TONGSOL (FRENCH SEAM)
Seams used in bojagi
Bojagi is a traditional Korean textile art technique. The bojagi (wrapping cloth) were originally made for everyday living with scraps of leftover fabrics artfully put together, resembling the colourful and luminous works of modern artists such as Piet Mondrian and Paul Klee. In Bojagi: Design and Techniques in Korean Textile Art, leading textile artist Sara Cook explores this traditional technique and how it’s used in modern textile art. Here she introduces the different seams of bojagi and shows how recreate one of them using a sewing machine.
By Sara Cook
Different types of seam were used in combination with different types and weights of fabric to make traditional bojagi. They were all worked by hand, employing stitches that are familiar to us such as running stitch, backstitch and overcasting or whipstitch.
The type of seam selected was dictated by the characteristics of the cloth and the use of the item. Fabrics that have a looser weave such as hemp and ramie are inclined to fray more easily. A seam that encloses all the raw edges, such as a tongsol (French seam) or ssamsol (fell seam) is a good solution. If a cloth was to be unlined a seam that looks as neat on the back as the front is ideal. These seams are strong and hardwearing – they are used in denim cloth garments such as jeans, which have their origins in workwear. Wrapping cloths made to carry large bundles of washing or goods are made using these seams. Conversely you will also see them used for single-layered window coverings where strength was not really required but rather a neat finish for both back and front. Seam lines are marked with a creaser and ruler. Each of the fabric pieces joined together is first folded along the creased line before stitching.
Many contemporary makers choose to piece their fabrics on the sewing machine. Some use a French seam instead. The transparent qualities of the fabrics used suggest many possibilities for designing by building up layers, using regular and irregular grids.
Garumsol is a seam joined using a gamchimjil or whipstitch, where the seam allowance is opened flat. This is used where a wrapping cloth is lined and the raw edges are hidden inside. The whipstitches were often worked in a contrasting thread from the right side. The same colour would be used throughout. The tiny stitches add another dimension to the design that is often only visible when viewed close up.
Tongsol is best described as a hand-worked French seam using homjil, running stitch, and it encloses all the raw edges. The difference is that the folded seam edge on the wrong side of the fabric was often sewn in place with another row of running stitch so that it has a flat finish. It is used on unlined pieces of work.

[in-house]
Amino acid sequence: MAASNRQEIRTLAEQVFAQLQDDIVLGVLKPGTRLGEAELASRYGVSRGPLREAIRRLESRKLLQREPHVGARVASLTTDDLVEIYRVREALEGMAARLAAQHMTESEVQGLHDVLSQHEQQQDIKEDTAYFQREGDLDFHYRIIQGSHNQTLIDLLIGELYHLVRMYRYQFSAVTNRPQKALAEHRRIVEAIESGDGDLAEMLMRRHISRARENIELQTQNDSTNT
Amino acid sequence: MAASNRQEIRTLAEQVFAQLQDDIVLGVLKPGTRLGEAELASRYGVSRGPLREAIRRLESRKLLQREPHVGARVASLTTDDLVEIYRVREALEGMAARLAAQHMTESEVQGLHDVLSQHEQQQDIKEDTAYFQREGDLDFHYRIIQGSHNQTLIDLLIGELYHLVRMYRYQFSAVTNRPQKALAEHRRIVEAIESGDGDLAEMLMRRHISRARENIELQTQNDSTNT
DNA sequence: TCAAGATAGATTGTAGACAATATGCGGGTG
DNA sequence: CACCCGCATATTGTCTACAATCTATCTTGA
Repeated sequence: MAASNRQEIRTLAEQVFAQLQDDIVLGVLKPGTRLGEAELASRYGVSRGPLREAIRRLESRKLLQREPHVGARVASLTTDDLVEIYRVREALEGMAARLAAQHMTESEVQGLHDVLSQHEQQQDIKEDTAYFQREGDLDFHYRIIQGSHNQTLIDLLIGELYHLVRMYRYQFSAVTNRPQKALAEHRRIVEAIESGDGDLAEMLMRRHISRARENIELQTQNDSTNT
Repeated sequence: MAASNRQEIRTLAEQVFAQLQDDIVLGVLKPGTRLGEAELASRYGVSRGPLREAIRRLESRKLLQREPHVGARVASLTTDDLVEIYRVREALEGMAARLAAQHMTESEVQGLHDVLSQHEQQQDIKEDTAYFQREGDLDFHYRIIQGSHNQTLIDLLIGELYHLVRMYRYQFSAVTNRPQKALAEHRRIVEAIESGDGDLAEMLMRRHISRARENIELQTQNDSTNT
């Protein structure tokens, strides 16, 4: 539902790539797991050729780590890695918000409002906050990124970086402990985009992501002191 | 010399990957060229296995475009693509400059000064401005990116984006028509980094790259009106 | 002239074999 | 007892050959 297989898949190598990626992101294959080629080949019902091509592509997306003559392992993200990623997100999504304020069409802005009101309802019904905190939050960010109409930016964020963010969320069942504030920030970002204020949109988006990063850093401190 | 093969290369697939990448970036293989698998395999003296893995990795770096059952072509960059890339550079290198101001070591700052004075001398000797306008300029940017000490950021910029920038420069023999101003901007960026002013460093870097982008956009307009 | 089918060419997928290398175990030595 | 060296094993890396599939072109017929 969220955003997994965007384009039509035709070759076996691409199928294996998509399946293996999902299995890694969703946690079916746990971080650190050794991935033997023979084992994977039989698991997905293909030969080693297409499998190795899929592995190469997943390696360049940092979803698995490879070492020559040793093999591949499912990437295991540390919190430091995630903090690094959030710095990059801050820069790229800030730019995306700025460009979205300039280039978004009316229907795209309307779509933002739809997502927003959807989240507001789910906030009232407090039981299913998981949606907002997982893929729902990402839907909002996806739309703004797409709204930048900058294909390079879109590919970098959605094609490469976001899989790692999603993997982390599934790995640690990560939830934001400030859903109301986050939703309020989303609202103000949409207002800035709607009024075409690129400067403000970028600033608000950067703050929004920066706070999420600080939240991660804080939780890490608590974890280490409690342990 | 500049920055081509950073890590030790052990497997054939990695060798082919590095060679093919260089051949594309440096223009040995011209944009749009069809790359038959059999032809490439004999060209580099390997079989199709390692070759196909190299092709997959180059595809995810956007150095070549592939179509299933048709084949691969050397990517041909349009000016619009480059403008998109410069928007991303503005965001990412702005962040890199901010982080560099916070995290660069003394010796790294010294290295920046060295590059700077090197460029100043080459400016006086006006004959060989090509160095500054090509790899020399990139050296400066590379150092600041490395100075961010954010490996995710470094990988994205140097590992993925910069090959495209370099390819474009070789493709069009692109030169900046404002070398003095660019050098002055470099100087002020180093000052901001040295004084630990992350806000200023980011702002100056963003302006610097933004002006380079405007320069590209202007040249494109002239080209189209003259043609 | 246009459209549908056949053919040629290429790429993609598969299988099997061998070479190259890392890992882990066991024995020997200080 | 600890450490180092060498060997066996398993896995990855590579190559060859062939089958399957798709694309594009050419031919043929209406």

Ssamsol is a flat fell seam stitched either with homjil (running stitch) or gamchimjil (whipstitch). This seam is used most often with bojagi made from single layers of hemp or ramie fabric. It is strong and flexible, and all the raw edges are enclosed. When completed it looks like a running fell seam popularly used in making classic denim jeans. When translucent fabrics are joined with this type of seam and are held up to the light, the pieces can look similar to stained glass. A contrasting thread was sometimes used.
Kkekki seams were made by folding and stitching the seam three times, which makes a very strong and narrow seam enclosing all the raw edges. This is most often used on lightweight fabrics such as silk organza or other very lightweight silk fabrics. Worked on heavier weight fabrics it quickly becomes too bulky. It was used for making clothing and unlined bojagi wrapping cloths.
TONGSOL (FRENCH SEAM)
An alternative to the hand-worked tongsol is a machine-sewn French seam. While not a traditional seam used for making wrapping cloths, it makes a good alternative to more time-consuming hand-sewn seams. This seam is borrowed from a dressmaking tradition but by making the seam allowances smaller it makes a very neat fine seam that works well with lightweight fabrics and organza. All the raw edges of the fabric are enclosed and when held up to the light it can appear like a grid or the lines of lead in stained glass.
I try to work with 3mm (1/8in) finished seam allowance. If you find this is too small then choose to start with a 12mm (1/2in) seam allowance and trim this down to 6mm (1/4in).
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Press the seam allowance to one side with the right side of the fabric facing you. Do not open the seam. Fold the fabric along the stitched line, enclosing all the raw edges. Give this a gentle press and make sure the seam line is exactly on the folded edge. Pin and stitch another 3mm (1/8in) seam. You may have to make this second line slightly bigger than 3mm (1/8in) to accommodate the bulk of the fabric. I judge this by eye. Press your seam allowance to one side when you have finished.
Try moving your needle position to the right so that more of your fabric is positioned under the presser foot.